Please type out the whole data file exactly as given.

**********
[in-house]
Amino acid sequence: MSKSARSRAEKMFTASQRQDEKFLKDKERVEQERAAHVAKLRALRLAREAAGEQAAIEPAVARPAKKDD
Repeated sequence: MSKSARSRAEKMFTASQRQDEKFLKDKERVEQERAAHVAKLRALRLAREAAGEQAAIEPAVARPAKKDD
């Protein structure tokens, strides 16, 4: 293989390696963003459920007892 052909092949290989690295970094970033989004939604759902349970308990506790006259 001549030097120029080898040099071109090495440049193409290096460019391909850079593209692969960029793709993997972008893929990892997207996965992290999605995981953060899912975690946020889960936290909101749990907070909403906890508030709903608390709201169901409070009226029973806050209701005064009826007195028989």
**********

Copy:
[in-house]
Amino acid sequence: MSKSARSRAEKMFTASQRQDEKFLKDKERVEQERAAHVAKLRALRLAREAAGEQAAIEPAVARPAKKDD
Repeated sequence: MSKSARSRAEKMFTASQRQDEKFLKDKERVEQERAAHVAKLRALRLAREAAGEQAAIEPAVARPAKKDD
């Protein structure tokens, strides 16, 4: 293989390696963003459920007892 052909092949290989690295970094970033989004939604759902349970308990506790006259 001549030097120029080898040099071109090495440049193409290096460019391909850079593209692969960029793709993997972008893929990892997207996965992290999605995981953060899912975690946020889960936290909101749990907070909403906890508030709903608390709201169901409070009226029973806050209701005064009826007195028989």